A Physical Therapist's Advice on How to Avoid Injuries in CrossFit

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CrossFit has undoubtedly become a positive force of change in the lives of thousands of people. It has brought forth a new mindset to folks wanting to live life to the fullest. Much of the workouts in CrossFit are founded on techniques that build mobility, flexibility, and strength--helping to make and keep people strong enough to take on anything life throws.

And while doing CrossFit can make a big difference in the way we live, at its core, it's still a strenuous activity that might cause injuries--especially if not done properly.

Injuries can severely hamper progress, whether you're a beginner or a pro athlete. At the end of the day, we want to be able to unlock our full potential and injuring ourselves is in no way does this.

That's why we got some help from one of the leading minds in functional movement, founder of Functional Movement Systems, Gray Cook.

Gray Cook is a licensed physical therapist, a certified strength and conditioning specialist, Olympic-style weightlifting coach, lecturer/author/professor. He offers some great insights on how to avoid injuries in CrossFit and keep yourself healthy and strong.


Build an adequate base.

When asked why people tend to think that CrossFit is an injurious workout, Cook answered:


"CrossFit has accelerated our exposure to innovative bodyweight and Olympic-type lifting techniques. A lot of people learned about old and new school techniques through CrossFit.

The modern evolution of fitness has been on fast forward, causing some problems to quickly rise to the surface. But I don't think it's a CrossFit problem. The average consumer of fitness doesn't know how best to "consume" those sources of fitness."

 

So contrary to what some people might say and think, CrossFit can be beginner-friendly. It's only a matter of building an adequate base of mobility, stability, and skill before progressing to more advanced workouts or higher weights/reps at faster times.

 

"It would be very easy for people to assume that (CrossFit being injury-prone), just due to CrossFit's widespread popularity... I may be more concerned about youth sport development programming causing more injuries than CrossFit.

If an athlete doesn't have an adequate base of mobility, stability, and skill, the Olympic lifts with the straight bar can be potentially injurious. Having a technically sound deadlift before progressing into a movement like the clean makes a lot of sense."

 

Always mind your P's and Q's.

Movements in CrossFit typically involve weight loading and focus on speed and reps. These can be potentially dangerous types of movement but on the flip side, they're highly rewarding in terms of gains. So instead of focusing on doing more in less time (which can be REALLY inviting), focus on technically sound movement.

 

"If you want to do high reps to see how long your technique lasts, that's fine. But there literally needs to be someone standing there to monitor your technique. I'm only interested in how much you can do under good technique.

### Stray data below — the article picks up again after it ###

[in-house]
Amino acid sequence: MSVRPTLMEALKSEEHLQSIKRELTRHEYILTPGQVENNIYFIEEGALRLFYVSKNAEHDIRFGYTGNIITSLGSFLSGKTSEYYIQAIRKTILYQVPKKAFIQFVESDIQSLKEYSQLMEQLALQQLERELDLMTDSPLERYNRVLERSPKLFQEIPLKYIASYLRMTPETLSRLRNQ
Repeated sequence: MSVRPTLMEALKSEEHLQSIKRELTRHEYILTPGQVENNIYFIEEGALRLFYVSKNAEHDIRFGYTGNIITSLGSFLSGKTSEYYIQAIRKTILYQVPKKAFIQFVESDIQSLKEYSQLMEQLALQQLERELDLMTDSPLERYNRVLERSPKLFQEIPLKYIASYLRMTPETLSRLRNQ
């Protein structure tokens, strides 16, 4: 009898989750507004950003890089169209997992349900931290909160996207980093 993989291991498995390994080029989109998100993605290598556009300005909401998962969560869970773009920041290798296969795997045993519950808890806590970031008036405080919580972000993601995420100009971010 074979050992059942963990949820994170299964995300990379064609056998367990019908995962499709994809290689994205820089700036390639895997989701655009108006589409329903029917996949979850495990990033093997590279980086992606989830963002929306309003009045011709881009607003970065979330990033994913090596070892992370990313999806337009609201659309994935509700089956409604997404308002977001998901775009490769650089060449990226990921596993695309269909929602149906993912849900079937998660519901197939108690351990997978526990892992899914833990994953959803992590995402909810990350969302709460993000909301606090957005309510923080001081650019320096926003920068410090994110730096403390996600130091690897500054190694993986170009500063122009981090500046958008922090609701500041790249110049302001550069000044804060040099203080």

The coach should control the time based on technical sound movement mechanics, not the other way around where the athlete controls the time with poor technicality with big lifts. This will teach athletes to own their technique.

Lower backs, shoulders, and knees often take the brunt of the hit when talking about injury rates in CrossFit. But with good mobility, stability, and technique, many of these common injuries can be avoided."

 

When injured, focus on fully recovering first.

Injuries are a part of living the CrossFit lifestyle. When the body is pushed to the limit, some parts tend to break. Moreover, according to Gray Cook, the number one risk factor for sustaining a future injury is having had a previous injury.

 

"So many athletes are going back to training without having fully recovered from an injury, which is partly the fault of the athlete and partly the fault of the medical system.

It's hard to say that one type of injury happens more often in CrossFit, but rather, the metabolic environment and heavy loading schemes under huge amounts of stress tend to "wake up" old injuries that have been mismanaged in the past by the athlete, rehab specialist, or coach."

 

So when you get injured, don't try to outpace yourself. You need to go through the full cycle of recovery and rehab in order to keep yourself healthier for longer.


Know and embrace your limits.

While CrossFit does a good job in bringing all-inclusive workouts for beginners to advanced athletes, sustainability requires a much more focused and defined look at an individual.

 

"People don't know their own limitations, which sometimes gets them into problems that elevate the unnecessary risk of injury while training."

 

So whenever you participate in a WOD, don't jump on the deep end too early. Do some basic workouts properly first then dial up the difficulty little by little.

 

"A lot of people blindly shuffle into these challenging environments not really knowing what they're physically capable of without getting hurt. That needs to be addressed to protect the athletes, and offer some alternatives in programming to match their current functional status."

 


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